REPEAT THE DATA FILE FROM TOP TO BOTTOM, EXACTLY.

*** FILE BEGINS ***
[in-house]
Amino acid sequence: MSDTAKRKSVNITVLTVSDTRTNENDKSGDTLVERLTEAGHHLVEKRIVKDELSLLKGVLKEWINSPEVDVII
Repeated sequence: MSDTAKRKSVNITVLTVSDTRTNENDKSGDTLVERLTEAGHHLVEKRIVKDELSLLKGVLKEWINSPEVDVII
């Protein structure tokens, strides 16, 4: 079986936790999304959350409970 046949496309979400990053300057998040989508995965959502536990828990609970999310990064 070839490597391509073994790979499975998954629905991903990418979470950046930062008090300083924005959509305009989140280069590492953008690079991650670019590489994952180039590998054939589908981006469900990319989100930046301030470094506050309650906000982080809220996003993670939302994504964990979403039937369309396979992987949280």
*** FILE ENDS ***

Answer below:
[in-house]
Amino acid sequence: MSDTAKRKSVNITVLTVSDTRTNENDKSGDTLVERLTEAGHHLVEKRIVKDELSLLKGVLKEWINSPEVDVII
Repeated sequence: MSDTAKRKSVNITVLTVSDTRTNENDKSGDTLVERLTEAGHHLVEKRIVKDELSLLKGVLKEWINSPEVDVII
């Protein structure tokens, strides 16, 4: 079986936790999304959350409970 046949496309979400990053300057998040989508995965959502536990828990609970999310990064 070839490597391509073994790979499975998954629905991903990418979470950046930062008090300083924005959509305009989140280069590492953008690079991650670019590489994952180039590998054939589908981006469900990319989100930046301030470094506050309650906000982080809220996003993670939302994504964990979403039937369309396979992987949280």